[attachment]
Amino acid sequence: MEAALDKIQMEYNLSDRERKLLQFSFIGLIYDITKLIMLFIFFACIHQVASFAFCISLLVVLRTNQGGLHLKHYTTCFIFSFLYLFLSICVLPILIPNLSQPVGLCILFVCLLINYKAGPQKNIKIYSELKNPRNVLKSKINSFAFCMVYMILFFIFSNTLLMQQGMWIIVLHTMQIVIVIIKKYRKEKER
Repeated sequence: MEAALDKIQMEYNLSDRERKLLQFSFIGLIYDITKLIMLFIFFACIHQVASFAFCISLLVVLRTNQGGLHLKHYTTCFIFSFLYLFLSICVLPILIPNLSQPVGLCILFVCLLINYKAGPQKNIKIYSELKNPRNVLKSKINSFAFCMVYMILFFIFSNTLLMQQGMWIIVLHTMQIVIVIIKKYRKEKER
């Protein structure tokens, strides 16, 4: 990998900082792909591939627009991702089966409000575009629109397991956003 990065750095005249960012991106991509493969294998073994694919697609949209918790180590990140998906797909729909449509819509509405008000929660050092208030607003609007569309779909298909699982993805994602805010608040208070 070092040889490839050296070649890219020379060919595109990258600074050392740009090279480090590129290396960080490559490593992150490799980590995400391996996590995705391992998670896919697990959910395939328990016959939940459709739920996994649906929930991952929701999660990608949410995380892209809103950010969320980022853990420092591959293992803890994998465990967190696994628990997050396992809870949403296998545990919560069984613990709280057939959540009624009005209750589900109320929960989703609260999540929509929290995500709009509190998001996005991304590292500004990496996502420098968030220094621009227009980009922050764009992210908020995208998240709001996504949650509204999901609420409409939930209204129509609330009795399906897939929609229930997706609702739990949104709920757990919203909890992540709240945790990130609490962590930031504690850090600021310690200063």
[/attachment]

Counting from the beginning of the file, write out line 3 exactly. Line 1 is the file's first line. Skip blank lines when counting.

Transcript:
């Protein structure tokens, strides 16, 4: 990998900082792909591939627009991702089966409000575009629109397991956003 990065750095005249960012991106991509493969294998073994694919697609949209918790180590990140998906797909729909449509819509509405008000929660050092208030607003609007569309779909298909699982993805994602805010608040208070 070092040889490839050296070649890219020379060919595109990258600074050392740009090279480090590129290396960080490559490593992150490799980590995400391996996590995705391992998670896919697990959910395939328990016959939940459709739920996994649906929930991952929701999660990608949410995380892209809103950010969320980022853990420092591959293992803890994998465990967190696994628990997050396992809870949403296998545990919560069984613990709280057939959540009624009005209750589900109320929960989703609260999540929509929290995500709009509190998001996005991304590292500004990496996502420098968030220094621009227009980009922050764009992210908020995208998240709001996504949650509204999901609420409409939930209204129509609330009795399906897939929609229930997706609702739990949104709920757990919203909890992540709240945790990130609490962590930031504690850090600021310690200063």